Duck, duck, goose
October hunting has arrived.
Make sure you check duck/goose season dates, bag limits and species before heading out, but in the Western Zone for New York state, the season begins Oct. 15.
The youth waterfowl weekend is this weekend.
While the special early waterfowl youth season is early this year, these hunts often involved uneducated local birds willing to commit to any spread. They are a great time to get youth into waterfowl hunting.
It’s incredible how fast ducks and geese get wise to hunting pressure. A true credit to the resilience of nature, these birds often change daily patterns immediately with the first sign of hunting and become reluctant to land anywhere.
Hunters can up their odds in a number of ways. Staying concealed is always the first order of business when waterfowl hunting, and accurate gunning is a key component to putting birds on the strap. First, however, ducks and geese must buy what we’re selling, and decoys are central to this grand scheme of deception.
Along with good calling, it’s decoys that catch the attention of the birds we hunt. Moments later, the same decoys convince the birds to take a better look. And, in the end, it’s our decoys that bring our quarry, feet-down, into gun range.
Today’s decoys are some of the most realistic ever manufactured, but there’s more to sealing the deal than seductive poses and pretty paint. The real key to decoy effectiveness isn’t their individual appearance, it’s their overall look.
We all want our decoys to look like real birds. When scouting, try to take pictures of birds in the field you’re hunting. This will allow you to see the numbers, locations and positions of individual birds. By studying these pictures, you can base your decoy spreads on the photos.
Early season groups of geese usually contain numerous small family groups that often land and feed on their own. Decoy spreads should match, with small clumps of a half-dozen decoys spaced throughout a field.
This is the time of year when feeding is heaviest, as geese are hitting numerous food sources and packing on the pounds while the weather allows. Our job is to mimic live birds in the area with our decoys. A tighter spread indicates a lot of food, while an open and scattered spread indicates less. When representing feeding birds, use a higher number of feeding, head-down decoys than you normally would.
The overall look of an individual decoy is largely determined by its design, manufacturing process and finish. These variables are, perhaps, most important in the early season.
With a lot of sun in the early season, and the light dew around dawn, a painted decoy will shine as the sun comes up. This immediately educates geese and one of the main reasons they flare at the last minute.
While the ultimate goal is to set your blocks on “the X” — that spot on the spot where birds always seem to want to land — that’s not always possible. When we can’t be right on the mark, two other decoy sets fool birds.
The right decoy spread in the right location can cause passing ducks and/or geese to change their plans. We have used recently what we call a high traffic set to bring in birds traveling between their roost and primary feeding grounds. The main key to this set is utilizing fully flocked decoys. The whole idea is creating a set-up with decoys that mimicking a group of birds on a hot-feed. This is fairly simple; just use a larger number of tightly-spaced decoys. The spread employs mostly feeding poses along with a single, head-up sentry.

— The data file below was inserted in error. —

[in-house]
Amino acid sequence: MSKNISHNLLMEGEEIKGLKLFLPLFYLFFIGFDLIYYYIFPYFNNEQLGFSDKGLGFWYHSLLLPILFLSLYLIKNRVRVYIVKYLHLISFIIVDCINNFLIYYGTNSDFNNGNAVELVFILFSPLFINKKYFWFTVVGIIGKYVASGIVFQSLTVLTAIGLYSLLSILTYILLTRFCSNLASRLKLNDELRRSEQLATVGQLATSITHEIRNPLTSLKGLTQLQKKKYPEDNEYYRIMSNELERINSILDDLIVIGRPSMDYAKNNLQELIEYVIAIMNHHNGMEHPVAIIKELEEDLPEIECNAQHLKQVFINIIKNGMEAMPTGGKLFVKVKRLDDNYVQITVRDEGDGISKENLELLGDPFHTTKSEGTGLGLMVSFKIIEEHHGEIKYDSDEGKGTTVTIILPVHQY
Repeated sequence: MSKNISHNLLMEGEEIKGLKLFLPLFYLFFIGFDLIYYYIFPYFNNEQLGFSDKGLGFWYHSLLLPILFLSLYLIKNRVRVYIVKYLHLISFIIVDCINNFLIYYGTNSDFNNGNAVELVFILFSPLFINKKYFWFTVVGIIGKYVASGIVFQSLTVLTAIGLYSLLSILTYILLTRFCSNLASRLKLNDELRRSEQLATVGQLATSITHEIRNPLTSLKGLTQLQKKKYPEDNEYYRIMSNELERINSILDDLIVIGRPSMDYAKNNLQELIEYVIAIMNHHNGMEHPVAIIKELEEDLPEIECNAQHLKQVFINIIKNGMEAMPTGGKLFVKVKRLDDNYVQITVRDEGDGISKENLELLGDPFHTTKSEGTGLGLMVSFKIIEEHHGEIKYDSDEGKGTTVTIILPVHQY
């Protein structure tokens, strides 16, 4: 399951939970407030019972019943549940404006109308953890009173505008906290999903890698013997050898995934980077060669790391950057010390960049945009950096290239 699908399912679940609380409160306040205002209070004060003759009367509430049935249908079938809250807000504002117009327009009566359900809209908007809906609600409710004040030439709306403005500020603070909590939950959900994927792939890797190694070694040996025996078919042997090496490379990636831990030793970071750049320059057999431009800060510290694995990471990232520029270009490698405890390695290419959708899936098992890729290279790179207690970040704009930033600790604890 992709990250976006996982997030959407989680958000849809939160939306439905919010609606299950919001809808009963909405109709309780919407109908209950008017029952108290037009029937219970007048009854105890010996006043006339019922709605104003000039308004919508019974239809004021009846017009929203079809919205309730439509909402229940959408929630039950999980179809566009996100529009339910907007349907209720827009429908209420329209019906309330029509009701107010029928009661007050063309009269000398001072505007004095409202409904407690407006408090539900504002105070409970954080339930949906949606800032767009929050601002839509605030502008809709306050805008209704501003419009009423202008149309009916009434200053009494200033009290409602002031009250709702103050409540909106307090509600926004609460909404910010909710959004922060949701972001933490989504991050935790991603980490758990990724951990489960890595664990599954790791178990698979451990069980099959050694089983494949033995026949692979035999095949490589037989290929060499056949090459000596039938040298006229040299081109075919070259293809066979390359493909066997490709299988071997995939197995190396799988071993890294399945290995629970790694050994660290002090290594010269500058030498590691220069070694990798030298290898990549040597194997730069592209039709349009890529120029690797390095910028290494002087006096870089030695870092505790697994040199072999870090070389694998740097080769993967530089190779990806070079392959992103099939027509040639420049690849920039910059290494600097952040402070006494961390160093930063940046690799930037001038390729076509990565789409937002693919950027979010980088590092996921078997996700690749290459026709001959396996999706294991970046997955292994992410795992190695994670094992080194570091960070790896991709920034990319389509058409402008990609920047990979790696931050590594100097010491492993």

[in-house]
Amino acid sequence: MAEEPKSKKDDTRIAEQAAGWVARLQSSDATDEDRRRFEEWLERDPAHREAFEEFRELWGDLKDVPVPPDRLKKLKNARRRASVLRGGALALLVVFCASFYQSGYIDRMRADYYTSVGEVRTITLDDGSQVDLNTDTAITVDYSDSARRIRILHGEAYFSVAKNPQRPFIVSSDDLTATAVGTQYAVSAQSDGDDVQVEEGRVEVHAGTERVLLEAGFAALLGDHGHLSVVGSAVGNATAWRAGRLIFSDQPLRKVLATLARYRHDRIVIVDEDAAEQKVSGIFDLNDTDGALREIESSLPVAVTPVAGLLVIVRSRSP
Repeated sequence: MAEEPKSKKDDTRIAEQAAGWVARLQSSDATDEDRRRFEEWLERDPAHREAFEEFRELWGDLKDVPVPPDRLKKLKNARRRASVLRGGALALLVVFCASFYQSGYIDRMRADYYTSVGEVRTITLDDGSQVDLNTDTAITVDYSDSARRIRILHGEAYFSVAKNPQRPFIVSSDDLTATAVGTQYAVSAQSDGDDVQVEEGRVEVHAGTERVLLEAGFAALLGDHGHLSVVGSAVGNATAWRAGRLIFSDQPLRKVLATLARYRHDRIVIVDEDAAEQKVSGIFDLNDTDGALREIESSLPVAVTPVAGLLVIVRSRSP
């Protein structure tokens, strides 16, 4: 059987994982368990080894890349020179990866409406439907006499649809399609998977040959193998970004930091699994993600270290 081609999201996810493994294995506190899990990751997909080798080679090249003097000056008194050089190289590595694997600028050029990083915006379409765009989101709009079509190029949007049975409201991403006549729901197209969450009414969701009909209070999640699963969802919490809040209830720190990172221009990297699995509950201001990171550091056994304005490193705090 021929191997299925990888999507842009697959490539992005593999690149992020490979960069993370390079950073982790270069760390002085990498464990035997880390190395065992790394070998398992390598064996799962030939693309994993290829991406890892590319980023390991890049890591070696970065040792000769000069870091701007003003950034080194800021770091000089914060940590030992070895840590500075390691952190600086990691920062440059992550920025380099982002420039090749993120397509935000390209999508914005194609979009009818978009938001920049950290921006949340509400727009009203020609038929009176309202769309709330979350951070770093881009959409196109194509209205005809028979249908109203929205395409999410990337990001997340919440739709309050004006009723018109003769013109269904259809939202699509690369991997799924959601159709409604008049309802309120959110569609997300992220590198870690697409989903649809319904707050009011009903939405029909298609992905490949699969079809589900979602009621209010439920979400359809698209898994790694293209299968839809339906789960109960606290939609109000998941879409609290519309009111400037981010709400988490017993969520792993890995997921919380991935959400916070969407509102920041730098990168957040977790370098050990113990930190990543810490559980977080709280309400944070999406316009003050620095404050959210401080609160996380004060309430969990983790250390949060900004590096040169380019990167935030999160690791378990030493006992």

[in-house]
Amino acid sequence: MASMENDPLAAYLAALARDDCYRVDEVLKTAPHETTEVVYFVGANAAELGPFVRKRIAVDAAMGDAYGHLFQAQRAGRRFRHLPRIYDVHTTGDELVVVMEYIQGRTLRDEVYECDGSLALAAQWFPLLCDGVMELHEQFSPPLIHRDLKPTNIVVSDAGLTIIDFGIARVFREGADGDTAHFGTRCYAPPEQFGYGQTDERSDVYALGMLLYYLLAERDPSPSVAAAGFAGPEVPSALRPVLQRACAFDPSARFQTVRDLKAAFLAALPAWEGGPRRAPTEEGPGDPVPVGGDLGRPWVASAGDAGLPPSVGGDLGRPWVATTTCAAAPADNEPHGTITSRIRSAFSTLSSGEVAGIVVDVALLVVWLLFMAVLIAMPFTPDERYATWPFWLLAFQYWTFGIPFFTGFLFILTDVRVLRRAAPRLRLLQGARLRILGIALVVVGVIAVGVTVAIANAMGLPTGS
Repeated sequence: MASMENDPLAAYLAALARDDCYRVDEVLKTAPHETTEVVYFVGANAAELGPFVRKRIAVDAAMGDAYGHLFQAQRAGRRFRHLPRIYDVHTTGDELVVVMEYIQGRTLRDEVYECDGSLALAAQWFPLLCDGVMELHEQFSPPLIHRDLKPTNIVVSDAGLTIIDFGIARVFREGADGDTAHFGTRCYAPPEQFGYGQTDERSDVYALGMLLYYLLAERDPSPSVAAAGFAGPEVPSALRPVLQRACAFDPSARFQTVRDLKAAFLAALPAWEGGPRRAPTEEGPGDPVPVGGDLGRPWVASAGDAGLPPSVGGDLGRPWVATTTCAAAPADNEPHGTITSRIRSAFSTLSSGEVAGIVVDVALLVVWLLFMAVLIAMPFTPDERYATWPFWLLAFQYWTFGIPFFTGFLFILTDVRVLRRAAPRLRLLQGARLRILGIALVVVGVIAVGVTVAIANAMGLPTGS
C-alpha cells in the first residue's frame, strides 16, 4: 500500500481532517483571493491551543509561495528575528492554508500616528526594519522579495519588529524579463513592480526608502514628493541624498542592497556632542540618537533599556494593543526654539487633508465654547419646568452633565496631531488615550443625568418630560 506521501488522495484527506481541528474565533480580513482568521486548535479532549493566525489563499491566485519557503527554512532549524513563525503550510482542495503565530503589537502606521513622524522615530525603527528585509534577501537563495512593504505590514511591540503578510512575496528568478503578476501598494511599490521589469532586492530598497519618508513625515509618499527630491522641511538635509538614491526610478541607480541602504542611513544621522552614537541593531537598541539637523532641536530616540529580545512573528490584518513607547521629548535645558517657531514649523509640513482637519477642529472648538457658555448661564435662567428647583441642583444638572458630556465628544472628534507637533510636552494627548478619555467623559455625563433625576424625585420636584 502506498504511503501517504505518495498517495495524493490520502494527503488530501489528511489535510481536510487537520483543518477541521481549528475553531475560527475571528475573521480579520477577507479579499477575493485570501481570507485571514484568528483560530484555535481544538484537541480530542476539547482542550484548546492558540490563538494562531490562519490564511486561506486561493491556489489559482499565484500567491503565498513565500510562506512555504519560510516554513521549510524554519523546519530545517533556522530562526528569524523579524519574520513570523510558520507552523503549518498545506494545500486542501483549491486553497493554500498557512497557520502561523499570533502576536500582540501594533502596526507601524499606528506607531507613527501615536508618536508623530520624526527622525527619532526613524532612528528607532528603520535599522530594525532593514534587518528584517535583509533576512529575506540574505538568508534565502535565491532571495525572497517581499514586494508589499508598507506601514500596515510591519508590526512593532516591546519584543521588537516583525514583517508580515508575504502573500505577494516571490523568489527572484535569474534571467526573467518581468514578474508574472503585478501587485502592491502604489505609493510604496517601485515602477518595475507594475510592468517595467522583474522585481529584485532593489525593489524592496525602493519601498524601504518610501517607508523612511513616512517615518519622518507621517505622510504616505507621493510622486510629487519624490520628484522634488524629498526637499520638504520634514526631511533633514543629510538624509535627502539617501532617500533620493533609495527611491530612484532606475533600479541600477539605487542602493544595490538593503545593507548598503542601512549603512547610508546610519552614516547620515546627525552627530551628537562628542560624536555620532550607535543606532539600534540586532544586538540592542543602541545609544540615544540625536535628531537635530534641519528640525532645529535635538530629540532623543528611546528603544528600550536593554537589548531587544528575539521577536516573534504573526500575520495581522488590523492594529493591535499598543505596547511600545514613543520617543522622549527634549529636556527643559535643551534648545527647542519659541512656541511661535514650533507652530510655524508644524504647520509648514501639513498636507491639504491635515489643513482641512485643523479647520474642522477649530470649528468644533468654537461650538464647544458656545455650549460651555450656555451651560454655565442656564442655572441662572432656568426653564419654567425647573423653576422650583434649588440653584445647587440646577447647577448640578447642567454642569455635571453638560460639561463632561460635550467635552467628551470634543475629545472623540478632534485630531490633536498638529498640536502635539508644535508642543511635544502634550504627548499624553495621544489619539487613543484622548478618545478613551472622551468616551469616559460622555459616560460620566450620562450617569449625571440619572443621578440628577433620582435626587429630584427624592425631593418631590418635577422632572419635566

To consistently score on ducks, a realistic decoy set-up is just as crucial. Ducks can come and go quickly. Not so much on opening morning, but it will not take long before the birds you are hunting will be seeing multiple decoy spreads.
Decoy placement is important, especially as it relates to shooting angles for each hunter in the blind. To maximize your safe shooting, each shooter must know his shooting lane and stay in it. This can be difficult with folks that have wing shooting experience but it’s a must for a safe hunt. Having guided waterfowl hunters for three decades now, I understand how uncomfortable it can be to tell a hunter he is not following blind rules by staying in his lane. In the long run, we will safely and successfully hunt.
We call the shot on finishing birds crossing, not facing. One of the ways you can make this happen starts with your decoy spread. Utilize clumps of decoys, spaced with numerous landing holes in between. Make every attempt to set your blind so you are in a crosswind set-up, so landing birds approach from left to right or right to left, rather than directly toward you. This focuses the birds on the decoys, rather than on the hunters. Do it right, and as the birds settle into the landing zones, each hunt will have their fair share of shooting opportunities.
To prolong opening-day success levels for weeks to come, take a lesson from the birds. Focus on what’s most important to them. And remember, all eyes are on the decoys.
All seasoned waterfowl hunters will tell you to be successful throughout the season two things, don’t over shoot your blind and have multiple hunting spots.
Ducks and geese are traveling this time of year and their focus is on feeding. When they start their migration, they need a fat reserve, this is why they fatten up before they start their trip south. It doesn’t take long for a food source to feed out with a few dozen birds hitting it a few days in a row.
For this reason, work on getting as many hunting spots as possible. Just as spring gobbler hunters hunt many spots in an attempt to not educate the gobblers, waterfowl hunters need to be mobile as the season progresses.
Always be safe and make sure before you head out, have all the proper New York state licenses and stamps. Waterfowl is a federally protected species and you don’t want to have any problems with the feds when they come knocking.